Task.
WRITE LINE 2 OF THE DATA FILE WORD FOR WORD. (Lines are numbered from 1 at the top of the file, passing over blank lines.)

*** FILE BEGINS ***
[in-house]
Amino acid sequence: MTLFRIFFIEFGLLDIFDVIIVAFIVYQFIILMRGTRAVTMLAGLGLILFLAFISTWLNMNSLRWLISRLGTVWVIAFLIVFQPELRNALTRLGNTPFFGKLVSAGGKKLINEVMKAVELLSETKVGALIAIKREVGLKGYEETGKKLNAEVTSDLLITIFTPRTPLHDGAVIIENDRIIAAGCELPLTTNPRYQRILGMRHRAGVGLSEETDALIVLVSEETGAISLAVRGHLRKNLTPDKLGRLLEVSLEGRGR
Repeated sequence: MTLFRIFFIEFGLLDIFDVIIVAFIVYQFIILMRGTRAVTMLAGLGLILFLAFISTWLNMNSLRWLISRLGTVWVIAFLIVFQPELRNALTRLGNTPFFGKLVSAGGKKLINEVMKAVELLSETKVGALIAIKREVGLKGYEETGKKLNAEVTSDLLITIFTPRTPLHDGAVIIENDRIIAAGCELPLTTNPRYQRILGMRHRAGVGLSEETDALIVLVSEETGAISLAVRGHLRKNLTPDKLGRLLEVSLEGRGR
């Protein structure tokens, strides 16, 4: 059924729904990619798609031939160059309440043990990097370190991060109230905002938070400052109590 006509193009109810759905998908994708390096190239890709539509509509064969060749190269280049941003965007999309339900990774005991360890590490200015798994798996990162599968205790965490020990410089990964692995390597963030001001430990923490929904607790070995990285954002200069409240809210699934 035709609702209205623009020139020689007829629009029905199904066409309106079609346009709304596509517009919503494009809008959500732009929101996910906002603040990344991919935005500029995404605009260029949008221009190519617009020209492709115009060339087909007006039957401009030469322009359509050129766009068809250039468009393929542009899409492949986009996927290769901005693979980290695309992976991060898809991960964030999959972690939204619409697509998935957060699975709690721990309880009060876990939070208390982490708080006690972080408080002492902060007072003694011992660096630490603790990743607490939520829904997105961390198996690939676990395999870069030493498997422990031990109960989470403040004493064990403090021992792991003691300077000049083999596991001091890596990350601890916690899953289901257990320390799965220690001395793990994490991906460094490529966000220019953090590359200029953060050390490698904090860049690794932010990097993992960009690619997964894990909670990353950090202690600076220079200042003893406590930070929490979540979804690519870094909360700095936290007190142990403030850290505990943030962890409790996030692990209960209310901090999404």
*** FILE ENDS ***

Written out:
Amino acid sequence: MTLFRIFFIEFGLLDIFDVIIVAFIVYQFIILMRGTRAVTMLAGLGLILFLAFISTWLNMNSLRWLISRLGTVWVIAFLIVFQPELRNALTRLGNTPFFGKLVSAGGKKLINEVMKAVELLSETKVGALIAIKREVGLKGYEETGKKLNAEVTSDLLITIFTPRTPLHDGAVIIENDRIIAAGCELPLTTNPRYQRILGMRHRAGVGLSEETDALIVLVSEETGAISLAVRGHLRKNLTPDKLGRLLEVSLEGRGR